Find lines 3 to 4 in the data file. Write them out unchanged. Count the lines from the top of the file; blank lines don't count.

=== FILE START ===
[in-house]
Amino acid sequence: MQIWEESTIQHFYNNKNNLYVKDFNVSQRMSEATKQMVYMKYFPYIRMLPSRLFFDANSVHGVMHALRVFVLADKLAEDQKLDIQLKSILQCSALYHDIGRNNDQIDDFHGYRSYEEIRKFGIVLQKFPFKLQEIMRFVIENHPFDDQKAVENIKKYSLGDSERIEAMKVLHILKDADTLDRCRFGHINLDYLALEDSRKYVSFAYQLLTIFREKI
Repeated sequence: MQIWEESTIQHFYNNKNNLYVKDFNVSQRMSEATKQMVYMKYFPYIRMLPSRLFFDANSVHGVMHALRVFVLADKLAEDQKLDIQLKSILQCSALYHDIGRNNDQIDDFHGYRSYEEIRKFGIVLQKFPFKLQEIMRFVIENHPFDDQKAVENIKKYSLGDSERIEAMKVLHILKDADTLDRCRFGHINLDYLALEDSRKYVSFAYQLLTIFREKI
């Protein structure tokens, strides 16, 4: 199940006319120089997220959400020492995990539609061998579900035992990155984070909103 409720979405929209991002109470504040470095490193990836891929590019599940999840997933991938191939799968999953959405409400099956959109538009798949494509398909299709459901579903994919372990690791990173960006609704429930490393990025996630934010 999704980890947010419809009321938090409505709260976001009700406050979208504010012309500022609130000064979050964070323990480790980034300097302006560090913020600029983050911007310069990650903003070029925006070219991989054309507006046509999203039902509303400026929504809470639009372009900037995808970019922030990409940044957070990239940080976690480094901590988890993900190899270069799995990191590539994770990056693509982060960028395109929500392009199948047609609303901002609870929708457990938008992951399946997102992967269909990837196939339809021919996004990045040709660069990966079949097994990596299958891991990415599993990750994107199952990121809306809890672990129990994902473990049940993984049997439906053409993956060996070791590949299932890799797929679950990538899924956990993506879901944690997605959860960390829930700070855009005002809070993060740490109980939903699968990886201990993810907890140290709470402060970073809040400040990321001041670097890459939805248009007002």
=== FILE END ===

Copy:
Repeated sequence: MQIWEESTIQHFYNNKNNLYVKDFNVSQRMSEATKQMVYMKYFPYIRMLPSRLFFDANSVHGVMHALRVFVLADKLAEDQKLDIQLKSILQCSALYHDIGRNNDQIDDFHGYRSYEEIRKFGIVLQKFPFKLQEIMRFVIENHPFDDQKAVENIKKYSLGDSERIEAMKVLHILKDADTLDRCRFGHINLDYLALEDSRKYVSFAYQLLTIFREKI
């Protein structure tokens, strides 16, 4: 199940006319120089997220959400020492995990539609061998579900035992990155984070909103 409720979405929209991002109470504040470095490193990836891929590019599940999840997933991938191939799968999953959405409400099956959109538009798949494509398909299709459901579903994919372990690791990173960006609704429930490393990025996630934010 999704980890947010419809009321938090409505709260976001009700406050979208504010012309500022609130000064979050964070323990480790980034300097302006560090913020600029983050911007310069990650903003070029925006070219991989054309507006046509999203039902509303400026929504809470639009372009900037995808970019922030990409940044957070990239940080976690480094901590988890993900190899270069799995990191590539994770990056693509982060960028395109929500392009199948047609609303901002609870929708457990938008992951399946997102992967269909990837196939339809021919996004990045040709660069990966079949097994990596299958891991990415599993990750994107199952990121809306809890672990129990994902473990049940993984049997439906053409993956060996070791590949299932890799797929679950990538899924956990993506879901944690997605959860960390829930700070855009005002809070993060740490109980939903699968990886201990993810907890140290709470402060970073809040400040990321001041670097890459939805248009007002």